Date of Award

2016

Document Type

Dissertation

Degree Name

Doctor of Philosophy (PhD)

Department

Mechanical Engineering

Subject(s)

Weapons systems--Design and construction., Fragmentation bombs., Metals--Fracture.

Abstract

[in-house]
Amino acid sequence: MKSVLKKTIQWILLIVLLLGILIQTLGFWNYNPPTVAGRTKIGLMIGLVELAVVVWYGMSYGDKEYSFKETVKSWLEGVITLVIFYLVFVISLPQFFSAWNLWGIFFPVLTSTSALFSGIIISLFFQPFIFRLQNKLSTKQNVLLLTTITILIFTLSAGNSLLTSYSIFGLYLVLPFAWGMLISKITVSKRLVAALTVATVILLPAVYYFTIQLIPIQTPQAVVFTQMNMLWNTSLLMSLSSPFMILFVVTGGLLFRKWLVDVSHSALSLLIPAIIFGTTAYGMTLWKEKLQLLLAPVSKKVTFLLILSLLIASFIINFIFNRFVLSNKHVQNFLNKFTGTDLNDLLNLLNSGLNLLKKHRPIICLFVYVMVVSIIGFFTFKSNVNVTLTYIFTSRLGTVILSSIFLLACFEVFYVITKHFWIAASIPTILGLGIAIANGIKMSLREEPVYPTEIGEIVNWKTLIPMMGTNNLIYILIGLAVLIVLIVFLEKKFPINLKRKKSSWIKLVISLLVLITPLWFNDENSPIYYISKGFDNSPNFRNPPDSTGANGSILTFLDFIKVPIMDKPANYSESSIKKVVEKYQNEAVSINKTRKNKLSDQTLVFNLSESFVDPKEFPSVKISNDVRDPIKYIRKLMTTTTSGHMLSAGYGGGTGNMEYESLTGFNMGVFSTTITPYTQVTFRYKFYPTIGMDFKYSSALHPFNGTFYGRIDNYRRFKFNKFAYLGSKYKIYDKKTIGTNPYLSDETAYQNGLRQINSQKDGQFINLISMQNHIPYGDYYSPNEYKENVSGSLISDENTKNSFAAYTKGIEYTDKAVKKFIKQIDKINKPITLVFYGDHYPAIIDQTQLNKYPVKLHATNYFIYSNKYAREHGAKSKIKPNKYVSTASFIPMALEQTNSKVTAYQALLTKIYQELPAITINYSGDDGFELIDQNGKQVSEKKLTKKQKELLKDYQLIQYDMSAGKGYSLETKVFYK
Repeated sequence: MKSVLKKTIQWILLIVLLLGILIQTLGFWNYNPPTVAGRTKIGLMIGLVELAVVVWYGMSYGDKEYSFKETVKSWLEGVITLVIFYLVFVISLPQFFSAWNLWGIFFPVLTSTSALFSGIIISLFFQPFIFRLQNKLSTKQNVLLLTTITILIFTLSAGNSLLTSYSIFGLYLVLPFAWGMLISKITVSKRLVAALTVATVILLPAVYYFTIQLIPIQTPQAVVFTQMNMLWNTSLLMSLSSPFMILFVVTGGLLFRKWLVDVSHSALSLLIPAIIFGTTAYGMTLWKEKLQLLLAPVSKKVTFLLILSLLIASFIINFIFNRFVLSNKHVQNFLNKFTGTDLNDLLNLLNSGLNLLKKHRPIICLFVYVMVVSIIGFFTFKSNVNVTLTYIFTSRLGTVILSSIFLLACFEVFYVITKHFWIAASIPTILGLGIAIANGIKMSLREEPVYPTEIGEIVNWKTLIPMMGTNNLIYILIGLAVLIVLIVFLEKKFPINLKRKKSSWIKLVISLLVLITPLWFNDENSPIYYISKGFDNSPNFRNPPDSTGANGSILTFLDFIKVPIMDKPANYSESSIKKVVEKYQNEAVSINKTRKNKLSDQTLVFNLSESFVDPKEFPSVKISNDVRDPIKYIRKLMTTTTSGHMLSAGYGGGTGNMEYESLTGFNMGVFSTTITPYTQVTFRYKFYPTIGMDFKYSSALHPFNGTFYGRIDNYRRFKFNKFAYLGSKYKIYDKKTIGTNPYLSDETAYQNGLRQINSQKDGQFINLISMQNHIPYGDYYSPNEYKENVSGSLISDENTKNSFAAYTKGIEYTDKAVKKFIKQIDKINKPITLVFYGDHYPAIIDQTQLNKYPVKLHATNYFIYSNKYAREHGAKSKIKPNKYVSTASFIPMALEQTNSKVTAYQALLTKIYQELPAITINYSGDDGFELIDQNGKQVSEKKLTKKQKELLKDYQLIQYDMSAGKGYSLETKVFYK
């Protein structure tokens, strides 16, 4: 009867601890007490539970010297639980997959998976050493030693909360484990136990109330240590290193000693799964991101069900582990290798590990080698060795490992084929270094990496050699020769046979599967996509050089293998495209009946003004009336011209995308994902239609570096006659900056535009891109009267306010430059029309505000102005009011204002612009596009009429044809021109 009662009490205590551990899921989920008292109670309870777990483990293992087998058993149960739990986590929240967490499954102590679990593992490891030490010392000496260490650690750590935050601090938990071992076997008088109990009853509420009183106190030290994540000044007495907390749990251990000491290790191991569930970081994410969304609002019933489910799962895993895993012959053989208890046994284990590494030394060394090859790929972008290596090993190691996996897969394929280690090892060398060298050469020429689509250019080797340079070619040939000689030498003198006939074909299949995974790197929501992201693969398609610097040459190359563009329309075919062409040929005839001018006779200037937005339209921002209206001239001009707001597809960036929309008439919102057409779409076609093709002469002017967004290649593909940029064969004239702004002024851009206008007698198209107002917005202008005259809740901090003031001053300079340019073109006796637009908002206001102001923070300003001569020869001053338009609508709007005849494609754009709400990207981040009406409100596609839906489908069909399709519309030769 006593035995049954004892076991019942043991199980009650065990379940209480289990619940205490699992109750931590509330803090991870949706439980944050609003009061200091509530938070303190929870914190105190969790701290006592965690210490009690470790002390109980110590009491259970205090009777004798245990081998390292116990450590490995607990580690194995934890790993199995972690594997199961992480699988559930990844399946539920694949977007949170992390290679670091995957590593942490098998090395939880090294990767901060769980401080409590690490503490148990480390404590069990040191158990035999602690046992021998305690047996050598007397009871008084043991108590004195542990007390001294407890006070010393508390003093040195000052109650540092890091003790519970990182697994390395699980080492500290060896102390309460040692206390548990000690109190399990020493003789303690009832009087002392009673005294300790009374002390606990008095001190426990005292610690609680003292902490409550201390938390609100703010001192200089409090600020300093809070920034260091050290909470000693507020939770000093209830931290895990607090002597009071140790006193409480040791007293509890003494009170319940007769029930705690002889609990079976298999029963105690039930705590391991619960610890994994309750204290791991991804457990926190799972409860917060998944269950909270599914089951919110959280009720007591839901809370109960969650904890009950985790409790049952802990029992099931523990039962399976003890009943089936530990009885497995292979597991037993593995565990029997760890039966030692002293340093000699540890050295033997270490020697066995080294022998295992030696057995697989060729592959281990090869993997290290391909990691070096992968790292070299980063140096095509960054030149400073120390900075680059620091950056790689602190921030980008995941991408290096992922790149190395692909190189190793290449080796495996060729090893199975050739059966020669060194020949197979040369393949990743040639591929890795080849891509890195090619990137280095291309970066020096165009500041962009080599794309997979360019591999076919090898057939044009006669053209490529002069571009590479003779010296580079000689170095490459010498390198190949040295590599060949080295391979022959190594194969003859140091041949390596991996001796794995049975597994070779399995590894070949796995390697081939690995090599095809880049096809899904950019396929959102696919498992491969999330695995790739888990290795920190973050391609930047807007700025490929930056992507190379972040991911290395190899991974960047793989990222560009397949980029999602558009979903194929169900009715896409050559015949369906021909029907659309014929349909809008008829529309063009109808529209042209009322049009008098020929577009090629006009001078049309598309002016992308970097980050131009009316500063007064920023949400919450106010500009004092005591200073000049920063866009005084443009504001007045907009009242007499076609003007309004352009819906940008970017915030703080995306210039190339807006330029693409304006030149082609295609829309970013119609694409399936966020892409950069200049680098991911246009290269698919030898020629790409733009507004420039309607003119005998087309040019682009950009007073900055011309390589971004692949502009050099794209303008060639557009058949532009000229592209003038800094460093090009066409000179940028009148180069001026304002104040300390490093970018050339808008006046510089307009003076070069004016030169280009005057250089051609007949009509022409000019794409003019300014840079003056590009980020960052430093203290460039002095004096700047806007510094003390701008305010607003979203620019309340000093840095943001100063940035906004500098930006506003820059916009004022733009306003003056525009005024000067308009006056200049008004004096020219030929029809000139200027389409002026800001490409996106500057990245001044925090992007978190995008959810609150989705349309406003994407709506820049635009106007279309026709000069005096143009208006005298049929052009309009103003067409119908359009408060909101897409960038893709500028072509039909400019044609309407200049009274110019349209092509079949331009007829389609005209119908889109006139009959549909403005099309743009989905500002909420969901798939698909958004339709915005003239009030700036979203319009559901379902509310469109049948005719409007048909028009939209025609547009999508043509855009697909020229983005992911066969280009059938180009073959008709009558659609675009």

The dynamic fragmentation of shell cases has historically been treated with mixed physical and statistical models that have been applied with varying degrees of success. Mott developed the most commonly used physics-based model of fragmentation in the 1930’s. Mott also developed an unrelated, but more pervasive statistical distribution function. In this work, basic concepts of these analyses are extended to account for fracture energy and applied to the explosive fragmentation of shell elements and to the impact fragmentation of solid plates. An energy-based distribution function is developed and validated against experiment, and conclusions are drawn regarding the efficacy of the approach. The tools used to develop the energy-based distribution function are wave mechanics and survival statistics. The wave mechanics are parametrized using Kipp & Grady’s energy-based fracture extensions to Mott’s formulation. Survival statistics is a field developed initially to determine chemical kinetics parameters such as half-life from collision rates. In order to develop a physical basis for model derivations, established methods by Mott and Kipp & Grady are modified and used to determine the rate of fracture formation and associated tensile release wave propagation, which results in a deterministic estimate of mean particle length expected in the fragmentation process. Kinetic energy in the fracturing medium is converted into surface energy through crack growth during the formation phase. After a fracture has completed, energy is no longer absorbed, but the tensile release wave continues to propagate. The survival statistics method is used to determine the growth and coalescence of these release waves. From the growth and coalescence rates, the distribution in particle sizes is mathematically formulated. The process is carried out for both pre-completion and post-completion phases of fracture formation. The resulting distribution functions from both phases are statistically mixed using a constant derived from physical parameters and mechanical properties. Multi-layer effects are treated with statistical mixing of distribution functions calculated from the physical state parameters and mechanical properties of each constituent layer. These distribution functions are mixed using the ratio of layer masses as the mixing constant, with a notional physically based method for layer contribution presented, but not fully pursued. Hydrocode analysis is used in the course of this work to calculate the physical state of materials subjected to dynamic fragmentation. A hydrocode is a finite element analysis code that treats solid materials as viscous fluids, which closely approximates the behavior of most materials under high strain rate conditions. The fracture models are integrated with the ALE3D™ hydrocode from Lawrence Livermore National Laboratory and applied to diverse fragmentation problems ranging from dynamic fragmentation of an explosively loaded shell case to the impact fragmentation of single material plates. In the course of this research, a naturally fragmenting device was designed using the hydrocode coupled fragmentation models, fabricated, and subjected to experiment. The results and analysis from this experiment are presented as a validation case alongside experimental data from literature. Validation of the multi-layer formulations is accomplished through analysis of a series of 9 high velocity fragment impact experiments carried out by the present author in recent history, with the projectile and target plate treated as distinct layers resulting in divergence from the single layer simulation results.

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